Arts

Death of Stan Lee felt by local comic book community

By November 13, 2018 No Comments

By Matt Petras
Pittsburgh Current Contributing Writer
info@pittsburghcurrent.com

Stan Lee, Marvel comic book writer and co-creator of superheroes like Spider-Man, Iron Man and the Hulk, died Tuesday at the age of 95. The legendary writer had a profound impact on comic book and movie fans around the world, including Pittsburgh, where many in the local comic book community consider their lives radically affected by Lee.

Lee died in a Los Angeles hospital Monday morning, according to The Hollywood Reporter. While Lee was away from substantial comic book work for decades, he remained a familiar face. He’s made countless convention appearances over the years and had cameos in most films based off of Marvel Comics properties since the original “X-Men” movie in 2000, such as “Captain America: The First Avenger” (2011), “Avengers” (2012) and “Black Panther” (2018).  

For Colin McMahon, 53, the owner of Pittsburgh Comics in Canonsburg, learning about Lee’s passing felt like “a kick in the gut,” he says.

“It’s just tough,” McMahon says. “He definitely shaped a lot of.. my life… growing up, I read comics, I watched the cartoons, since then I’ve been watching watching the movies. Just all sorts of stuff that he had his fingerprints all over. It’s a big loss.”

He points to the classic “Amazing Spider-Man” #33 from Lee and Steve Ditko, released in 1966, as one of his favorites. A moment in issue #33 has become known as a defining moment for the character, in which the webslinger struggles to lift heavy machinery off himself in time to obtain a serum needed to save his aunt May. The powerful imagery and dialogue portrayed the relatable hero at his most determined and resilient.

“If she doesn’t make it,” a distressed Spider-Man says to himself, “it’ll be my fault! Just the way I’ll always blame myself for what happened to Uncle Ben.”

Tom Scioli, 42, a Pittsburgh comic book artist, considers Lee’s work on Spider-Man and Fantastic Four to be his best. Lee was able to create a unique voice for each character, and the humor shined most in his writing, according to Scioli.

Scioli could talk all day about Lee and the early days of Marvel Comics. He is currently working on a biography in comic book form of Jack Kirby, a Marvel artist who frequently worked with Lee. In it, he is exploring the sometimes tumultuous relationship between Lee and Kirby, which underscores the complications to Lee’s legacy. Lee has been accused many times over the years for taking too much credit for the characters and storylines for which he’s known at the expense of Ditko and Kirby.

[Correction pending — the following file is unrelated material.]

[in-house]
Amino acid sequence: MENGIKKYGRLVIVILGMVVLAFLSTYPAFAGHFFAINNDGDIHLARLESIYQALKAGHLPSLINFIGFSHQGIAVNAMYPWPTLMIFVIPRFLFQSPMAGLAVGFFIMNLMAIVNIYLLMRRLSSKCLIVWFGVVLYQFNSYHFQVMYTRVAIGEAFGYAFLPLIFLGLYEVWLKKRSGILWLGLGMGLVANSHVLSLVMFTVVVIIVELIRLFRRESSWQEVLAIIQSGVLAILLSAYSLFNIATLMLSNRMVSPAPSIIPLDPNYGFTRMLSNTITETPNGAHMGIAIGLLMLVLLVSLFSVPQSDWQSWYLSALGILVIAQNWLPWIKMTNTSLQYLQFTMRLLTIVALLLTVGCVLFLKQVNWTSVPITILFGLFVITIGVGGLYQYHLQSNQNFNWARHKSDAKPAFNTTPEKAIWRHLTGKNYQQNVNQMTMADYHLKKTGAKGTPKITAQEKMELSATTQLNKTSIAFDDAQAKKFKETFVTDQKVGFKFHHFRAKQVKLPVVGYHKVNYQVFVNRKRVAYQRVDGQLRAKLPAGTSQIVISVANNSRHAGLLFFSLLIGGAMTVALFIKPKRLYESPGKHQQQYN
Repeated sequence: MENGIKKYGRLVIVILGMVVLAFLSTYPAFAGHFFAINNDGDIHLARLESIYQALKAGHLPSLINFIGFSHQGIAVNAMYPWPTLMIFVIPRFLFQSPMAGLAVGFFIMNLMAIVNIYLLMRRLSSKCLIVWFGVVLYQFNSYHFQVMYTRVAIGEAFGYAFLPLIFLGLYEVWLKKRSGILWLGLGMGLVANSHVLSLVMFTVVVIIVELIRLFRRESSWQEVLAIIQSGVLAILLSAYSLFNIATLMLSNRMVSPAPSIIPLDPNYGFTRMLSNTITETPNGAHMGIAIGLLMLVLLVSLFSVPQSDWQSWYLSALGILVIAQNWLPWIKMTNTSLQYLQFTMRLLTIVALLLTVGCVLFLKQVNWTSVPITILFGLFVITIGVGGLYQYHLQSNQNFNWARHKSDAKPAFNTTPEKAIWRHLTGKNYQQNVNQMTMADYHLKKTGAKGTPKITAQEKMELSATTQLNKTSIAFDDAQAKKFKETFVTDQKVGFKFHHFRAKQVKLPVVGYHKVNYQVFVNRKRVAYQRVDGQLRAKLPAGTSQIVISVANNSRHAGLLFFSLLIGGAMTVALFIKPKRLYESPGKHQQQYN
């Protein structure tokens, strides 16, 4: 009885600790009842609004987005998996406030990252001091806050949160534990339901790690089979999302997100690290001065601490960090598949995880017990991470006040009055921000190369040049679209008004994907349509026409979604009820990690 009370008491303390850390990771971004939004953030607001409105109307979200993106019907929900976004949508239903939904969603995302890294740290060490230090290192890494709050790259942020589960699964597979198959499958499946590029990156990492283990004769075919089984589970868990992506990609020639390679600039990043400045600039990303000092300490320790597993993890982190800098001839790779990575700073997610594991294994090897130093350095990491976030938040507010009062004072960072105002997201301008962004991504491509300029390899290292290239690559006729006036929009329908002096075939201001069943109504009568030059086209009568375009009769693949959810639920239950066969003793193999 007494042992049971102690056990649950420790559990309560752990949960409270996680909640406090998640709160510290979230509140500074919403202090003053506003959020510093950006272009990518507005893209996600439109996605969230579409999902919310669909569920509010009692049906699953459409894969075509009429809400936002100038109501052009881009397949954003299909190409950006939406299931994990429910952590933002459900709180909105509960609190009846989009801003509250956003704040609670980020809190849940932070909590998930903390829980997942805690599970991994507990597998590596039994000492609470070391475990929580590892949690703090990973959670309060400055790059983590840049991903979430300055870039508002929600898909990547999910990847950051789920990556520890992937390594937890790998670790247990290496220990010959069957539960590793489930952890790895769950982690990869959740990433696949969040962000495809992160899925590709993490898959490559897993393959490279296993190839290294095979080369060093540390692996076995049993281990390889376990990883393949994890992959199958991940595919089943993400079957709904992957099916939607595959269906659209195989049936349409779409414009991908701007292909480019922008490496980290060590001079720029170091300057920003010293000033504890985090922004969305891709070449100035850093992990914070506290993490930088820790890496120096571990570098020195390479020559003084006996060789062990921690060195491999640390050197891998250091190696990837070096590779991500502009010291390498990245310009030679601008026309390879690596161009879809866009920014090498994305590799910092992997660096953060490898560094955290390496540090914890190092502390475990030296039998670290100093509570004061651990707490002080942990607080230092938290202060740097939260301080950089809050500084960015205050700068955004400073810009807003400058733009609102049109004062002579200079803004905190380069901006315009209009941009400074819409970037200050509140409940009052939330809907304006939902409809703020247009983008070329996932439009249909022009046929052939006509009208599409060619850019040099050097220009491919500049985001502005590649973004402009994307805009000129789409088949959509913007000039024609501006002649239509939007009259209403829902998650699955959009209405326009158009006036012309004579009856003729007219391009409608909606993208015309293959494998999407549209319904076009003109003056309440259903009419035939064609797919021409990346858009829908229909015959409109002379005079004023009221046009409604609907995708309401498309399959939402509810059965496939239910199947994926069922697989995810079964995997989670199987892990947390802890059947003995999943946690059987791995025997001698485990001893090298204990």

“I sort of spend a lifetime trying to figure out who did what… but there’s a lot of Stan in that stuff. I find a lot of The Thing’s dialogue in the Fantastic Four to be laugh-out-loud funny. Like, I’ve laughed out loud many times at his different zingers and one-liners and witticisms, and those parts feel like Stan,” Scioli says. “That feels like something that’s consistent across his body of work. It’s this sort of light touch, this sense of humor that’s genuinely funny.”

Less than a decade ago, Scioli briefly met Lee after coming across him while waiting for an elevator at a convention in North Carolina. Lee didn’t disappoint, according to Scioli.

“He could not have been more warm [and] engaging,” Scioli says. “He just radiated energy. He was dressed all in white and he bounded up the steps into the elevator waiting area.”

Wayne Wise, 57, who teaches a graphic novels class for the University of Pittsburgh and has worked at the Pittsburgh comic shop Phantom of the Attic for more than 20 years, also met Lee, at a Pittsburgh convention. He gave Lee a newspaper containing material from an interview Wise did with him over the phone.

Before getting the opportunity to speak with Lee, Wise was well-aware of Lee’s larger-than-life personality in his public life.

“He had very much created a character that he portrayed throughout his career, a persona that was the Stan Lee Marvel persona, and when you saw him out in public, he was on, he was being Stan Lee,” Wise says.

Wise can remember bits from that phone interview he did with Lee in the ’90s. When he began speaking to Lee on the phone, the legend acted like a normal guy, Wise said. Lee remarked that he needed to get himself some coffee before answering questions.

“And then, as I started asking him questions, you heard him turn on the Stan Lee persona. And by the end of it, I was getting ‘Excelsior!’s and the ‘nuff said’ and that sort of thing,” Wise says. “But for that briefest of moments, I saw through the Stan Lee persona to the guy underneath who just needed some coffee.”

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